Old Main Bell Dedicated on New Site

UNIVERSITY PARK – Penn State’s University Park campus today (April 23) rang with a sound that hadn’t been heard in more than 80 years: the pealing of the Old Main bell. Newly restored and set up for public display with a gift from the class of 2009, the bell was dedicated in a ceremony within sight of the Old Main bell tower, its original home.

Students of the class of 2009 voted their senior year to have the 139-year-old, 1,200-pound bell removed, restored and put on permanent display on the mall between Old Main and Willard Building.

“On behalf of my entire class, I’m very proud and excited to present the results of our efforts to President Spanier and the entire Penn State community,” said Avery Peechatka, communications chair for the 2009 Senior Class Gift committee. “We hope the bell will establish itself as a celebrated landmark and inspire future classes to give back to the University through their philanthropy.”

At the ceremony, Penn State President Graham B. Spanier also recognized two other recently completed class gifts: the Student Life Promenade, a gift of the class of 2005, and the Atherton and Curtin Gateway, a gift of the class of 2008.

Spanier extended his thanks on behalf of the University to its alumni and volunteers who have contributed to class gifts over the years, noting that “each of these thoughtful gifts honors the legacy of Penn State and is a sign of loyalty and pride.”

Martha Jordan, member of the executive committee for the University-wide fundraising effort, For the Future: The Campaign for Penn State Students, called the bell a gift “that will touch the heart of every Penn Stater.”

The Boston foundry of William Blake and Co. cast the bronze bell in 1871. Exactly when it was installed in the tower of the original Old Main is unclear, but records do indicate it was in place by 1892. It was in regular use through the end of classes in June 1929, marking the passage of the hours, calling students to class, chapel and other activities.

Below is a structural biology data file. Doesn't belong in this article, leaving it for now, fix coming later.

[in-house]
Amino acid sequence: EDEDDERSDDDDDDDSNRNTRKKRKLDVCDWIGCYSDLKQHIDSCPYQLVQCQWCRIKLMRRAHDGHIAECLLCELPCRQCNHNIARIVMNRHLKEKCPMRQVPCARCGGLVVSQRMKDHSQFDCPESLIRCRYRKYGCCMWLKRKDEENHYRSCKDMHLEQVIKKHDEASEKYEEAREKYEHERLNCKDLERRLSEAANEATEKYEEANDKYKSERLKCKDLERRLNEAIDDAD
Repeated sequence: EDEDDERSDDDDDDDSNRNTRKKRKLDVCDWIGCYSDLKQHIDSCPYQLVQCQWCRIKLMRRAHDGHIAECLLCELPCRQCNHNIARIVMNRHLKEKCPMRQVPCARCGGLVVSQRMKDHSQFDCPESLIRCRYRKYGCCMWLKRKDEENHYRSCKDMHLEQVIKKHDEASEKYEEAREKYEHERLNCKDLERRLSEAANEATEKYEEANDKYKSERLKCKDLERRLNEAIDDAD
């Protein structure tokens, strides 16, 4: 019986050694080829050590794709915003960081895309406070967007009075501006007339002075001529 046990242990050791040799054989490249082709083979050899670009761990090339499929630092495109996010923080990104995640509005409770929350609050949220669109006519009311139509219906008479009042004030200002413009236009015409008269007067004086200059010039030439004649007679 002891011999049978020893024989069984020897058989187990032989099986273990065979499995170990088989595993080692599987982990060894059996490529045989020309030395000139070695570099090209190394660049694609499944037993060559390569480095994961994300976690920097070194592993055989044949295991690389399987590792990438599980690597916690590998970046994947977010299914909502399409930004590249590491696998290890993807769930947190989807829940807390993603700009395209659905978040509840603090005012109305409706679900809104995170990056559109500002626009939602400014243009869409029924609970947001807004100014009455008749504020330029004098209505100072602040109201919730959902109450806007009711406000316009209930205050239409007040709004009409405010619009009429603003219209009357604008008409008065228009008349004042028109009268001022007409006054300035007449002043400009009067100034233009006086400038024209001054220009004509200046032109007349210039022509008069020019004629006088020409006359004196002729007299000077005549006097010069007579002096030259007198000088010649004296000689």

The bell was removed later that year when the first Old Main was razed to make way for a new Old Main, and was placed in the new structure in 1930. But its role as a regulator of campus life was soon taken over by the chimes, a gift of the class of 1937. After that, the bell hung unused and was seen only by visitors during infrequent tours of the tower.

Penn State’s Office of Physical Plant worked with Elderhorst Bells of Palm, Montgomery County, to undertake the restoration process.

Spanier also called attention to the bell’s clapper, which had “a story of its own.”

The clapper disappeared from the Old Main bell decades ago and was apparently forgotten. In the 1950s, Penn State alumnus and local businessman H.O. Smith found a clapper in the attic of a State College boarding house about to be torn down by his construction company. He took it home and saved it in his garage, and when he passed away, the clapper went to his son, Charles “Skip” Smith, also a Penn State alumnus. Last year, when Skip saw a newspaper article about the restoration and display of the bell, he remembered the clapper and promptly returned it to Penn State.

“Bell experts determined that the size and make of the clapper indicate that it was an original clapper for the Old Main bell,” said Spanier. “Clapper and bell are now reunited thanks to Skip and his father.”

The University will store the clapper separately and re-install it when the bell is to be rung for special occasions, he added.

The 2009 senior class gift committee includes Elizabeth Kernion, overall chair; Trina Finney, gift development chair; Avery Peechatka, communications chair; Kimmie Aubrey, student relations chair; Jenny Georges, student relations chair; and Jill Caffrey, marketing chair.

Visit http://live.psu.edu/stilllife/2253 to see photographs of the dedication, and http://live.psu.edu/youtube/Hn1UL5zife0 to see a video about the restoration process.

Laura Stocker Waldhier, Penn State University

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